Frequently Asked Questions
When is the best time to travel to Peru?
If your travel dates are flexible, is better to go in the dry season, from May to October. If you plan on hiking, the best months to visit are April, May, June, September, and October. Early in the dry season is ideal for visiting the Amazon too, and taking advantage of more Peru travel packages across the various regions.
What type of passport and visa documents should I have prepared?
If I don't have a passport can I still make a trek booking?
No. We require a passport number in order to reserve the trek permits. If you don't have a passport then you cannot make a trek booking.
Do I need to have traveler's insurance?
We strongly recommend that you have your own travel insurance prior to departing on one of our treks. Please note that the non-refundable deposit should be able to be recuperated through a travel insurance claim in the case of accident or illness. We are often asked to provide more information about travel insurance but believe it's best if you contact insurance companies in your own country to learn more about what your travel insurance offers.
Do I need to have any vaccines?
Vaccines are necessary or recommended depending on the region you will be visiting and any alerts that have been issued. Check this website for information based on your own health and travel plans.
How far in advance do I need to make a trek reservation?
As far in advance as possible. The government has strictly limited the number of people permitted on the Inca Trail (permits are issued to about 200 trekkers per day plus 300 porters). We therefore recommend that you try to make your Inca trail reservation as far in advance as possible as soon as you know the dates of your international flights.
What kind of luggage do I need?
In this security-conscious era, airline luggage restrictions may change without notice. Also, luggage limits vary depending on ticket class, plane size, destinations, etc. It is always best to confirm with airlines for specific limitations. It’s highly recommended to travel light. One strong, medium size suitcase and carry-on bag per person should be adequate. We recommend that you carry your daypack or smaller luggage by hand on the plane, including important documents, medicines and any other valuable items.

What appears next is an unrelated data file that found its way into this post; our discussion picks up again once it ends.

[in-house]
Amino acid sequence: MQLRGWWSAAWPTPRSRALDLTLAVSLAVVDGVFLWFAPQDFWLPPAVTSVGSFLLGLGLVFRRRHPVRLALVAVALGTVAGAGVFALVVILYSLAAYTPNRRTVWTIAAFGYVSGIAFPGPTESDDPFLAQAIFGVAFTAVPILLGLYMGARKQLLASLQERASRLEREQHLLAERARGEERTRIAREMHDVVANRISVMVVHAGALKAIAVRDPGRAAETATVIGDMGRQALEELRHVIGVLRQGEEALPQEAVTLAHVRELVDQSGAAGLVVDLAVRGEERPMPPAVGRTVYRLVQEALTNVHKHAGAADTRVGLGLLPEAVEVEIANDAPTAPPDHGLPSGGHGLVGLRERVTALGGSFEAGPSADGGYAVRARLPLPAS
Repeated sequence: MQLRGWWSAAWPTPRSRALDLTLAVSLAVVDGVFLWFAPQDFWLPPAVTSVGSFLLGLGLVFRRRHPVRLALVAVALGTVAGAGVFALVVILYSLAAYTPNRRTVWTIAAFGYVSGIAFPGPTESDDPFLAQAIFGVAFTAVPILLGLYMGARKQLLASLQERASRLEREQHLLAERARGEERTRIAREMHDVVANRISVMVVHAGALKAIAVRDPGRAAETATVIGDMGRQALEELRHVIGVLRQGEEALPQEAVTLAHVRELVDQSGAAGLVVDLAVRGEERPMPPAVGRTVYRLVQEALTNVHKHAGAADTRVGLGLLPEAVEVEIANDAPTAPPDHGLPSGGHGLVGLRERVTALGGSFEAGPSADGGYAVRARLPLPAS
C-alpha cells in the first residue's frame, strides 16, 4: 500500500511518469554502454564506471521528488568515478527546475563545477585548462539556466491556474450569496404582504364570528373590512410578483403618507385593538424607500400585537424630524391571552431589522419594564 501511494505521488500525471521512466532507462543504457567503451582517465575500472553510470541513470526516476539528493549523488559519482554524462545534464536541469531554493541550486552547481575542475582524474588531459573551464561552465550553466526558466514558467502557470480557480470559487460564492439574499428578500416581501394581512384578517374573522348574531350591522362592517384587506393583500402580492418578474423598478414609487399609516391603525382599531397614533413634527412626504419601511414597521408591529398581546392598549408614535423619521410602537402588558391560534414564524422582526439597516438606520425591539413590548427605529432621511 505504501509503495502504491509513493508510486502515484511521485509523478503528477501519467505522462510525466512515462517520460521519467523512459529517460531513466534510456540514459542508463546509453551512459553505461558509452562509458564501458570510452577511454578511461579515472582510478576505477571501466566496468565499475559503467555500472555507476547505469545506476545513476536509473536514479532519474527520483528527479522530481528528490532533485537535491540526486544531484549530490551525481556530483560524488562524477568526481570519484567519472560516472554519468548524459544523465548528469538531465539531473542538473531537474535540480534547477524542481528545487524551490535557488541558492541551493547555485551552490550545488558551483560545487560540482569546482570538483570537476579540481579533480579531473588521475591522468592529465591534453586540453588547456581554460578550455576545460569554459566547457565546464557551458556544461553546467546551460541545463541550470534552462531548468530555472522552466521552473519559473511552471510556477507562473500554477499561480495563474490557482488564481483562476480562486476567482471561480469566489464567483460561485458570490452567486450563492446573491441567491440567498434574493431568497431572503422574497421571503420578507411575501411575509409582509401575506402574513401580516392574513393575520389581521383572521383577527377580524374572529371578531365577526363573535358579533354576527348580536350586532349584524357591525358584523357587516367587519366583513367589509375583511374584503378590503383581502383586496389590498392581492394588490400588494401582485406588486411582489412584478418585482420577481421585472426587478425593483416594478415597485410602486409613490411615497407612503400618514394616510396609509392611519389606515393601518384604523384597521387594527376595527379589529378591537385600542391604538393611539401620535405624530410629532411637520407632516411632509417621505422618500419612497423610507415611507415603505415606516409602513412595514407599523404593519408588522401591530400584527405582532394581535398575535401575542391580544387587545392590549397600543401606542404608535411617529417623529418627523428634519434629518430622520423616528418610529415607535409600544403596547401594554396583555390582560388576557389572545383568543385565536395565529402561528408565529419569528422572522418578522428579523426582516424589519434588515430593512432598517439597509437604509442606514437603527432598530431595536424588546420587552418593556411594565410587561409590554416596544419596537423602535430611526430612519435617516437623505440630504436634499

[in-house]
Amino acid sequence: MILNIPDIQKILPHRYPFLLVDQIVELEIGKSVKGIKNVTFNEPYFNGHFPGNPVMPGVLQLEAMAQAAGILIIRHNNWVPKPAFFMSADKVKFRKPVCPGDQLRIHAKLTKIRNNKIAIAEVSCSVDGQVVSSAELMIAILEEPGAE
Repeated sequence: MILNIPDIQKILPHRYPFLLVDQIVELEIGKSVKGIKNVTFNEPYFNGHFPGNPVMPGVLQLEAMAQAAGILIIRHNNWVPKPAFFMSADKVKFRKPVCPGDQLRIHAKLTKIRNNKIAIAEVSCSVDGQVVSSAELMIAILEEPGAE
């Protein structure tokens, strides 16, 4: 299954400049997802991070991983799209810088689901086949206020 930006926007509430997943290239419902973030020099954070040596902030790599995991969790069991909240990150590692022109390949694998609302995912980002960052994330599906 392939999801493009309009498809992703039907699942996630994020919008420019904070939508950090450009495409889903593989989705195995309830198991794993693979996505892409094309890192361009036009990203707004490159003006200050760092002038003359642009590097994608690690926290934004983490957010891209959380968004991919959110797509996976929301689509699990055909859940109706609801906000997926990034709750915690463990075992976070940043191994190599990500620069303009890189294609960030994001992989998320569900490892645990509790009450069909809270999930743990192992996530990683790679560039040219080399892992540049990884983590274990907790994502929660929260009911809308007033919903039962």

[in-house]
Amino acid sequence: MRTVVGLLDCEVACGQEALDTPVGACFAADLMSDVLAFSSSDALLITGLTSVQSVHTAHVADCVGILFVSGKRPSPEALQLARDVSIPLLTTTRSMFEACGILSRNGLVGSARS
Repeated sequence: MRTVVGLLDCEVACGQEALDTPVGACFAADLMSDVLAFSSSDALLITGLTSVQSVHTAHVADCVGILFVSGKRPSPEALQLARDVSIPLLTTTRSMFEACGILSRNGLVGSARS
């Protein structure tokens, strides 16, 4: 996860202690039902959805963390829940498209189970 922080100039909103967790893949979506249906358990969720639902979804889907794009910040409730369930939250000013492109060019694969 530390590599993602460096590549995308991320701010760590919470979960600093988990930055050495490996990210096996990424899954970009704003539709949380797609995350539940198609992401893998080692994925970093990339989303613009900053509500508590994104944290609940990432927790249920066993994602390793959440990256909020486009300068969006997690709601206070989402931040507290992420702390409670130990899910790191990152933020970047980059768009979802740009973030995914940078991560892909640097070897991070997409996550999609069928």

What should I plan to bring on my trip to Peru?
Do I need to speak Spanish to participate in the trips?
No! Our expert tour guides speak proficient English, and all of the aspects of each trip can easily be navigated as a non-Spanish-speaker. Don't let language barriers keep you from your dream trip!
I have diet restrictions. Can I be accommodated?
Yes. Conquer Peru is also well aware of the various diet restrictions that travelers may have. Don't fear! Peruvian food is flexible and accommodations can easily be made to adapt to a vegetarian, vegan, or gluten-free diet. Please let us know with plenty of advanced notice so that we may plan your meals.
What kind of social customs should I be ready for?
Shaking hands is the customary form of greeting. Visitors should follow normal social courtesies and the atmosphere is generally informal. Dress is usually informal, although for some business meetings and social occasions men wear a jacket and tie. Life is conducted at a leisurely pace. Depending on the context, hugs and light kisses on the cheek are also quite common.
What currency do I need in Peru?
While Peru uses its own monetary unit, the Nuevo Sol, it is wise for travelers to carry some US dollars just in case. If you bring US dollars, it is best to bring medium – to high denomination cash bank notes. If dollar bills are marked or damaged, they will not be accepted in Peru. It is best to carry an ATM card, ATM machines are generally available in major Peru’s cities. Major credit cards from international providers are often accepted in shops and restaurants, though you may be charged a fee.
What should I bring to a homestay?